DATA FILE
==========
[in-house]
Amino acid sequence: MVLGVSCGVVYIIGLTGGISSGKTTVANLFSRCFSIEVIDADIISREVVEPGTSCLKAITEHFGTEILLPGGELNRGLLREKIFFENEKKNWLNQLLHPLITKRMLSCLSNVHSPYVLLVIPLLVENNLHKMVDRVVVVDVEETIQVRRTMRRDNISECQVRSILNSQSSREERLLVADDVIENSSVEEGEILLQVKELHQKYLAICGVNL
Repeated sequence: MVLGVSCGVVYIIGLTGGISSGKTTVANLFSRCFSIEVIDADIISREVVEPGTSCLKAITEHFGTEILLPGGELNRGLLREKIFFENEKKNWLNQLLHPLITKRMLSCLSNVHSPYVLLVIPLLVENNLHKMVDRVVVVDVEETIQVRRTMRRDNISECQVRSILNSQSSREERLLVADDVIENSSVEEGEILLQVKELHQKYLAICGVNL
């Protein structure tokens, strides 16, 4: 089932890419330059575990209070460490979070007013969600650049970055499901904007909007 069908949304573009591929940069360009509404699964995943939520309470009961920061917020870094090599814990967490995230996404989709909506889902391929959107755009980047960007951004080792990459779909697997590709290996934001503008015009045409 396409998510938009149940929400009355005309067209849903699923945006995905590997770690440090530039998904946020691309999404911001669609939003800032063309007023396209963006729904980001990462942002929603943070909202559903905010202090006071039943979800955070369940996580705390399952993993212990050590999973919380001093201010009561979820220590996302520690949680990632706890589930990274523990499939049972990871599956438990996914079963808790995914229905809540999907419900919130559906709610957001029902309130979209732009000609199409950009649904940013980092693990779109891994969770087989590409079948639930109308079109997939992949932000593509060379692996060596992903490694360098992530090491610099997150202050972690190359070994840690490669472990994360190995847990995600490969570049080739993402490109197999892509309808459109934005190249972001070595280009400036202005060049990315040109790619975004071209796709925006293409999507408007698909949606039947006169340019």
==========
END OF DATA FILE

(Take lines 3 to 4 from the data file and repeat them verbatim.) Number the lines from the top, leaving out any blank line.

Repeated sequence: MVLGVSCGVVYIIGLTGGISSGKTTVANLFSRCFSIEVIDADIISREVVEPGTSCLKAITEHFGTEILLPGGELNRGLLREKIFFENEKKNWLNQLLHPLITKRMLSCLSNVHSPYVLLVIPLLVENNLHKMVDRVVVVDVEETIQVRRTMRRDNISECQVRSILNSQSSREERLLVADDVIENSSVEEGEILLQVKELHQKYLAICGVNL
């Protein structure tokens, strides 16, 4: 089932890419330059575990209070460490979070007013969600650049970055499901904007909007 069908949304573009591929940069360009509404699964995943939520309470009961920061917020870094090599814990967490995230996404989709909506889902391929959107755009980047960007951004080792990459779909697997590709290996934001503008015009045409 396409998510938009149940929400009355005309067209849903699923945006995905590997770690440090530039998904946020691309999404911001669609939003800032063309007023396209963006729904980001990462942002929603943070909202559903905010202090006071039943979800955070369940996580705390399952993993212990050590999973919380001093201010009561979820220590996302520690949680990632706890589930990274523990499939049972990871599956438990996914079963808790995914229905809540999907419900919130559906709610957001029902309130979209732009000609199409950009649904940013980092693990779109891994969770087989590409079948639930109308079109997939992949932000593509060379692996060596992903490694360098992530090491610099997150202050972690190359070994840690490669472990994360190995847990995600490969570049080739993402490109197999892509309808459109934005190249972001070595280009400036202005060049990315040109790619975004071209796709925006293409999507408007698909949606039947006169340019």